Unlikely for a HDB flat to fetch $2 million this year
The market conditions when the first million-dollar transaction took place differ from the prevailing market conditions. The first million-dollar transaction took place in 2012 before the total debt servicing ratio (TDSR) was first introduced in 2013.
TDSR limits the amount of mortgage loan that a homebuyer can borrow. The ratio was reduced from the initial 60% to the prevailing 55% in December 2021. Concurrently, the interest rate floor used when calculating TDSR and mortgage servicing ratio (MSR) was increased by 0.5 percentage points to 4% for bank loans and by 0.4 percentage points to 3% for HDB loans.
Furthermore, SORA was still under 1% in 2012 but crossed the 3% threshold last year. The bright spot is the US Federal Reserve is widely expected to cut the federal funds rate in June which could lower interest rates. Cheaper mortgage loans could encourage more homebuyers to commit to a purchase.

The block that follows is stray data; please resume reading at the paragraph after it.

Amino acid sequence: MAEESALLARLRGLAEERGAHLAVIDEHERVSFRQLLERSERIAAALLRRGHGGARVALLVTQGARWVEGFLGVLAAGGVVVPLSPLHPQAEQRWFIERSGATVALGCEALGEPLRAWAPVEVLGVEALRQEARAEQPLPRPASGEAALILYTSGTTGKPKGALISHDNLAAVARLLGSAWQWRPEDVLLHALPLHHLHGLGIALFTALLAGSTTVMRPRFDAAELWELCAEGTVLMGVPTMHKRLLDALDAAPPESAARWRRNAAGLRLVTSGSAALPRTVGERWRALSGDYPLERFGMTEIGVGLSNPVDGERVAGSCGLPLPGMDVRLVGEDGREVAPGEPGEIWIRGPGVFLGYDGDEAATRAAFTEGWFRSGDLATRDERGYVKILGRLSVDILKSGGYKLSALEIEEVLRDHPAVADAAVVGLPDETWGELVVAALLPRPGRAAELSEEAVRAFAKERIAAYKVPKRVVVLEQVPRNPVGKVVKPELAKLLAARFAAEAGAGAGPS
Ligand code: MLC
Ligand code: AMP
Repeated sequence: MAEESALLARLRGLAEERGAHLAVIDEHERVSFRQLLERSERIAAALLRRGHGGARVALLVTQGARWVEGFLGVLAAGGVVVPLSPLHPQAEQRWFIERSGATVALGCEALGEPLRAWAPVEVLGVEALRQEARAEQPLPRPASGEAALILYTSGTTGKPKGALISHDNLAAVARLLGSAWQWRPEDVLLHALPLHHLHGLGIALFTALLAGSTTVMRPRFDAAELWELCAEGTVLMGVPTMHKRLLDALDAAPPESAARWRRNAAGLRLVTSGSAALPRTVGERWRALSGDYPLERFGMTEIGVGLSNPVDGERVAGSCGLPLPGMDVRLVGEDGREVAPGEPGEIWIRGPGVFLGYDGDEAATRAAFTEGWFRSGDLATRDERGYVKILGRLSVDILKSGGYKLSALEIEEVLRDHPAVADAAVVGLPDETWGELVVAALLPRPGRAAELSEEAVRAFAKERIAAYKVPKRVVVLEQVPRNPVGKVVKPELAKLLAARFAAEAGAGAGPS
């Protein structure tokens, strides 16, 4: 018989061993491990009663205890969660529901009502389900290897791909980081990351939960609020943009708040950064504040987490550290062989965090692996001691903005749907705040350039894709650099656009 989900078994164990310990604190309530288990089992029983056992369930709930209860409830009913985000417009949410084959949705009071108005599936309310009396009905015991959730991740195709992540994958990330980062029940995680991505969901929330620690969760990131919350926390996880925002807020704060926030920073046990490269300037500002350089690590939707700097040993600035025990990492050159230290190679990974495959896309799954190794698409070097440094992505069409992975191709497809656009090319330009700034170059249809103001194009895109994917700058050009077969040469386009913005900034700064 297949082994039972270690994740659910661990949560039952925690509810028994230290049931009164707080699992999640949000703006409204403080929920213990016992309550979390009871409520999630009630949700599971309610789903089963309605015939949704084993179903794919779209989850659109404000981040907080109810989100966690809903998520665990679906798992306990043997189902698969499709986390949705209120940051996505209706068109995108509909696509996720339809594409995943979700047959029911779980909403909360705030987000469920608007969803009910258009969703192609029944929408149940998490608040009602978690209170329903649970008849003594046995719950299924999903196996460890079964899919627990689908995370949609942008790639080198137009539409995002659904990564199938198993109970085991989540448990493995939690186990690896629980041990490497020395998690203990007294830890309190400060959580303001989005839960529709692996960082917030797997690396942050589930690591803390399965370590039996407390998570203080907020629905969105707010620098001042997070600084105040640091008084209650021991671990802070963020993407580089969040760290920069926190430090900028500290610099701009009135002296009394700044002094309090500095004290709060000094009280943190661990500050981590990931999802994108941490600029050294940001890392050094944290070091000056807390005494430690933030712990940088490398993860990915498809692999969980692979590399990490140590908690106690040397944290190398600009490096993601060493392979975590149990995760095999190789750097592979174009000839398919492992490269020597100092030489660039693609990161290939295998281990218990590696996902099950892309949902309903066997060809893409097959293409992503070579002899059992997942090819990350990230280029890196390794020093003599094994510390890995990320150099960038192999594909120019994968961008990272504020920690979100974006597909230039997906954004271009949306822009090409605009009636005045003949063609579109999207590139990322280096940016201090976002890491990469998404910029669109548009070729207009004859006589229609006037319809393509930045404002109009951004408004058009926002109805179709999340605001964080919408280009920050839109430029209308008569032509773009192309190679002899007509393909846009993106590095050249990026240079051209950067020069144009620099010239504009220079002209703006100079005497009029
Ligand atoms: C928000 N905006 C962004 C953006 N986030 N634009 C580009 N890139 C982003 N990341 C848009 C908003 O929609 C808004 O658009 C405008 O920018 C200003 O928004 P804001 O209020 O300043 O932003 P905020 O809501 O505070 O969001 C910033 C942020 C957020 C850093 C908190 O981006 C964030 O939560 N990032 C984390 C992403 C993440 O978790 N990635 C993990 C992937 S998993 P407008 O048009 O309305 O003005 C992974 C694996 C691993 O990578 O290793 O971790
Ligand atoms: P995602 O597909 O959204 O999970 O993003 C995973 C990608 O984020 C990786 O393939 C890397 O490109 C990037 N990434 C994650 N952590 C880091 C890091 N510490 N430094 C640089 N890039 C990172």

The economic conditions in 2012 are also very different from the current economic conditions In 2012, GDP for Singapore grew by 4.4% y-o-y, but GDP inched up by a mere 1.1% y-o-y last year and is expected to grow by 1% to 3% this year. The bright spot is the low unemployment rate of 2.8% in 2012 and 2.7% last year. The low unemployment rate for both years could explain the strong growth in resident median household income, which increased by 7.5% y-o-y to $7,566 per month in 2012 and by 7.6% y-o-y to $10,869 per month last year.
Another major difference is the price gap between HDB flats and leasehold condos. In 2012, the price gap was only $582 psf compared to $970 psf last year. The larger price difference means that HDB resale flats will be considered the more affordable choice for homebuyers. Additionally, it will be more difficult for residents to upgrade from public to private housing.